Sometimes You Feel Like A Nut, Sometimes You Just Drive One

| July 29, 2014 | 0 Comments
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The Planters Nutmobile, seen here taking a starring turn at the Macy's Thanksgiving Day Parade, is hitting the road for a yearlong trip across the U.S. Photo: Peter Roan/Flickr

The Planters Nutmobile, seen here taking a starring turn at the Macy’s Thanksgiving Day Parade, is hitting the road for a yearlong trip across the U.S. Photo: Peter Roan/Flickr

Listen to the Story on All Things Considered

by Alex Schmidt, The Salt at NPR Food (7/29/13)

Three recent college graduates are getting paid to take a road trip. The one catch? They have to drive a giant peanut while they do it.

The giant Nutmobile is part of a brand campaign by Planters, the snack food company. They’ve hired the grads as brand ambassadors to drive it around the country. After all, it takes teamwork to maneuver a 27-foot-long, yellow peanut in shopping mall parking lots. But if you think handling the vehicle sounds tough, there’s more.

“Today, I get to walk in the shoes of a 98-year-old American icon,” says Megan Kreuger, one of the Nutmobile’s drivers. “I get to greet the customers and Planters fans as Mr. Peanut.”

Dashing at any hour, Mr. Peanut refuses to remove the monocle even for this snapshot with one lucky couple. Photo: Donwhite6/Flickr

Dashing at any hour, Mr. Peanut refuses to remove the monocle even for this snapshot with one lucky couple. Photo: Donwhite6/Flickr

The three team members take turns dressing up in a 7-and-a-half foot tall, yellow, puffy-foam Mr. Peanut costume. It’s hot out — over 90 degrees in the sun. But Kreuger is looking forward to it. That’s because Mr. Peanut is a silent character.

“It’s hard to be on all the time,” Kreuger explains. “So, having the Mr. Peanut moment, I can throw a thumbs-up and communicate all I want, and I don’t need to speak with people.”

The team sets up the same event repeatedly. They park at stores, sporting events and concerts. One of them dresses up as Mr. Peanut and the other two hand out coupons and samples. There are actually three Nutmobile teams — nine brand ambassadors total — which will be driving around the U.S. for the next year.

These team members beat out thousands of applicants for the job. Melanie Rodriguez, who is from the Rio Grande Valley along the Texas-Mexico border, says this made her family especially proud.

“It’s like the little Hispanic girl has made it big,” Rodriguez says. “That’s great because it’s really hard, given the economic status of that area, just to make it out. They’re very proud of me and couldn’t be happier.”

Planters says it hired candidates who were dependable, responsible, outgoing and trustworthy. The three team members count on each other for everything from parking help to social bonding — even to assistance with the Mr. Peanut costume.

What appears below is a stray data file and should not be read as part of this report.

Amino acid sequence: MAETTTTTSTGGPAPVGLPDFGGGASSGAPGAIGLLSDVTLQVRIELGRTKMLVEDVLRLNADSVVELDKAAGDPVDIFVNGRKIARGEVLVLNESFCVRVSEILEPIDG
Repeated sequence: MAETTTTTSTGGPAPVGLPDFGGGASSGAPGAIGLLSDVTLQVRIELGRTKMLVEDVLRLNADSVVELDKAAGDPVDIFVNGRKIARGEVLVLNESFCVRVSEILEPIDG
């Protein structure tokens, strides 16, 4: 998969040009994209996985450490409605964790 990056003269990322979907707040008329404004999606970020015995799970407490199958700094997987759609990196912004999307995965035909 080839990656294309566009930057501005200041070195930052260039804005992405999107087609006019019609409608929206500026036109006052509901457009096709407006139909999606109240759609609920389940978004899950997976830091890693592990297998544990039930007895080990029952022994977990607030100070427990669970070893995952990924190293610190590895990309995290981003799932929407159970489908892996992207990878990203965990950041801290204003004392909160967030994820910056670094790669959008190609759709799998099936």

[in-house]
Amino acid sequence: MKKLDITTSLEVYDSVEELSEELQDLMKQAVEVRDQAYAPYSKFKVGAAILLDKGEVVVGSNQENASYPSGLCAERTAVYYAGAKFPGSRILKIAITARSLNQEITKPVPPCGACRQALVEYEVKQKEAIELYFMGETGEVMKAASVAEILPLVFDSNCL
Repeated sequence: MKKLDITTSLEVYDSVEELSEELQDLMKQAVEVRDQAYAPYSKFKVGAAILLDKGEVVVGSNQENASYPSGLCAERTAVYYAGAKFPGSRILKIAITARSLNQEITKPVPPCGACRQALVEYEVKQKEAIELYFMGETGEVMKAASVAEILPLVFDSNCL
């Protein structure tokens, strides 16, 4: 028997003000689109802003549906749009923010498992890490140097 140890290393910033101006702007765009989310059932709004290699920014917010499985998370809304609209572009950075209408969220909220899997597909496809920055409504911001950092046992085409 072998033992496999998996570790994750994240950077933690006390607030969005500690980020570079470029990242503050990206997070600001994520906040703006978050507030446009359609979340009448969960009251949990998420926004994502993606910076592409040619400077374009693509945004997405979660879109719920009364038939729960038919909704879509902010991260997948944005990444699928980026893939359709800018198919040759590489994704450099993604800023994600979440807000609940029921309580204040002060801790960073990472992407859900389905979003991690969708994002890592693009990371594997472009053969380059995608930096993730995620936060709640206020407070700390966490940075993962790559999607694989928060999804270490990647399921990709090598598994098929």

Mr. Peanut himself is a dapper fellow. He wears a top hat, a monocle and a snazzy grin. No sooner does he leave the Nutmobile than passersby react with smiles of their own, high fives — and some concern. One would-be fan even cracks a joke about the heat in the suit: “He’s dry-roasted, as we like to say.”

While Kreuger hands out hugs and poses for social media photo ops, Rodriguez and Mason Kerwick hand out samples and coupons. Kerwick is also from Texas, and says the brand ambassador gig is perfect because he’s hoping for a career in marketing. But he’s enjoying the tour while it lasts.

“If the real world is bowling, and you put the bumpers up — this is that job,” says Kerwick.

The team members have to do grown-up things like expense reports and they’re on their own, but they’re not going to fall in the proverbial gutter of life’s bowling alley just yet.

“We still have that buffer,” Kerwick says. “We’re not paying rent. We’re not having to commute into an office and sit at a desk all day long.”

After an hour in the sun, Mr. Peanut takes a break. Rodriguez helps Kreuger take off the costume inside the Nutmobile.

While they do so, Kreuger takes a moment to debrief. “I was waving a lot today,” she says. “I’m really working on being more active as a peanut.”

As tough as the job can be, there are also perks to roving the country in a giant peanut. Kreuger lived in Wisconsin all her life, and now she gets to see the country for the first time. A few weeks ago, the team had a gig at a stadium outside New York City. The event? A concert headlined by Beyonce and Jay-Z.

“We can’t honestly complain about any heat or anything for the summer,” she says. “We went to Beyonce for free. Any minor inconveniences are so small now.”

Copyright 2014 NPR.

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Food and Health-related stories from NPR including NPR Radio; NPR's food blog, "The Salt"; NPR's Health News blog, "Shots"; NPR's Breaking News blog "The Two-Way"; NPR's economy explainer "Planet Money"; food-related technology news from NPR's "All Tech Considered"; and food series "Kitchen Window."